My friend I-Chant had a sharp response to my last post:
Geez, Praj, you have never been trained as a psychologist, yet you know about going to PsycInfo, using some relevant search terms to pull up research that you are looking for, and marginally interpret it. Well, you shouldn’t know how to do that, should you? But yet, you did it, and I bet you didn’t think of the irony. 😉 [It would have been easier to just call me a hypocrite:)–PK]
There is actually a lot of cognitive psychology that backs up my (and others’) point earlier. The first question here is whether problem solving skills transfer at all. We in the field call it positive transfer. Transfer to a new context is called far transfer, and there is evidence for that as well. The answer from many years of research (Chen and Klahr, 2008, and heck, that is for kids!; Barnett and Ceci, 2002) is yes, these things definitely happen. I will send you the PDFs.
The second question here is whether Chu, or what I think we may agree on is an expert in his field, can do it better than a novice (I think a novice could be a non-scientist, i.e., politicians, Paul Krugman, and Toni Morrison). Again, cognitive psychology research says yes, experts have the advantage. The approach problems completely differently, do not have the learning curve that novices would in building up that skill set (and in this oil crisis, I think we probably agree that not wasting time learning is important), and they also have more space for creativity (a couple of landmark studies are Larkin, McDermott, Simon, Simon, 1980 and Sweller, 1988, lots of more recent ones). There are surprisingly a lot of studies that look specifically at physics problems and physicists as well so I don’t know how you can claim that there is no evidence or data for this! We’ve already agreed that there are probably people who are more expert in this problem than Chu, but Chu can quickly acquire the knowledge that he needs and his job as Secretary of Energy has given him some practice at that. There are probably lots of other qualities that Chu has that may make him more desirable in this situation, including a broader, more creative perspective by not being entrenched in this problem, lots of connections to get him the right expertise, and political backing. Again, I’m not arguing he is the best person in the world for this job, but he is a pretty good one and certainly better than Robinson gives him credit for.
I’ll point out that in my first post I explicitly said “As far as I know, there’s no data either way.” Now I do know and duly stand corrected. I am interested, however, in what specifically we mean by “problem-solving skills.” I’m sure that some things do transfer. But from my personal experience theorists often make clumsy experimentalists and vice versa. So even within a single field there isn’t always strong transfer, and I suspect that when it does occur the problems have a large degree of overlap.
Nevertheless I will grant that Chu is better suited for this role than I gave him credit for, though I’m still not sure if his scientific thinking or management experience helps more. Perhaps I’ll be convinced after reading the articles or having I-Chant lecture me some more!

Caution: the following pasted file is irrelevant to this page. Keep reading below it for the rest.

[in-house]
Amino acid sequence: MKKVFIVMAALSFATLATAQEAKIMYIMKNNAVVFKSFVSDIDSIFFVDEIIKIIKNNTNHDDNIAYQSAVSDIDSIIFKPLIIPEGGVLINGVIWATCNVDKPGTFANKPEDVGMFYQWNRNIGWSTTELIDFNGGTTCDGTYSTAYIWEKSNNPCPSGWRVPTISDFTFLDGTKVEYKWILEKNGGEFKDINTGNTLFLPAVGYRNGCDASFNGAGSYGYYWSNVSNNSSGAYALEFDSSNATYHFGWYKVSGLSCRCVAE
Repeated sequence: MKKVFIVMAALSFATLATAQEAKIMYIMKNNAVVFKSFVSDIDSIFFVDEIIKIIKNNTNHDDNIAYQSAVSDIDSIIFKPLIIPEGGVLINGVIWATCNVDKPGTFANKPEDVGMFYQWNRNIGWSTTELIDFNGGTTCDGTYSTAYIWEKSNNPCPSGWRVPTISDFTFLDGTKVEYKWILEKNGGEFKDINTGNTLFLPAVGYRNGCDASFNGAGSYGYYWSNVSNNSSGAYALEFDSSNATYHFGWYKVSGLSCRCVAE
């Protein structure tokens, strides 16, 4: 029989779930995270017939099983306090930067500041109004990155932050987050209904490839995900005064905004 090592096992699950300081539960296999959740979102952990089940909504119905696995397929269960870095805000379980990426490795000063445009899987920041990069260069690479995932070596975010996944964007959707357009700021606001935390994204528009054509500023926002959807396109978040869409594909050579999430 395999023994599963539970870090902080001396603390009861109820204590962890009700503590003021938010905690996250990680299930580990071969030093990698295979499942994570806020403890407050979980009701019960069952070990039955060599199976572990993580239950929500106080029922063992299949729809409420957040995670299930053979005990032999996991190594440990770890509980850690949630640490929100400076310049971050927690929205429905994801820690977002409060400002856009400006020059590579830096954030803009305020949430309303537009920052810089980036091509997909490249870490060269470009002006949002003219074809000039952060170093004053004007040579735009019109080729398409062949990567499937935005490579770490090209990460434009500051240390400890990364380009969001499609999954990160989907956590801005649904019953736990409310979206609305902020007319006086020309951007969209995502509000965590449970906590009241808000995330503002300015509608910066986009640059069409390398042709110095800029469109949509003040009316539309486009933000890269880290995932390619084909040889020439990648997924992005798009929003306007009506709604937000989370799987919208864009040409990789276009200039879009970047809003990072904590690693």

But there are a couple deeper issues here. First, as Ryan pointed out, the question isn’t expert versus non-expert. It is the specific type of expertise needed, and whether we assume someone with a physics Nobel Prize is the right type. Robinson’s refusal to blindly accept the latter proposition is what I most appreciated about his column. We need more skepticism along these lines, and Robinson should be applauded for the effort. We need more pushback against the conventional wisdom that scientists’ analytical powers qualify them to discuss everything. So while Robinson’s analysis may have gone overboard here, his desire to challenge the mainstream view is commendable.
As I’ve said before, climate skeptics succeed partially because more people do not adopt such a critical stance (see disunity and climate change). Scientists are viewed as a single authoritative, undifferentiated mass, and there’s no recognition of the immense diversity that exists. This attitude allows Freeman Dyson to attack global warming on the cover of the New York Times Magazine even though he has no credibility as a climate scientist. Of course if you believe that all it takes is arbitrary expertise and exceptional analytical skills, there’s no problem here. We can just assume that near, far and medium transfer makes Dyson qualified to discuss global warming.
But quantum field theory is not climate change and Freeman Dyson is no Stephen Schneider. All scientists are not equal on every issue. Even if cognitive psychologists can prove the existence of scientific thinking, I suspect the extent of transfer depends critically on the particular situation. So in the end we must decide whether the default is trust or skepticism. While there is a happy medium, the mere existence of people like Dyson and Frederick Seitz is proof enough that we’ve swung too far in one direction. You can even read entire books about the damage caused by scientists speaking outside their domain. If more people thought like Eugene Robinson this might be less of a problem.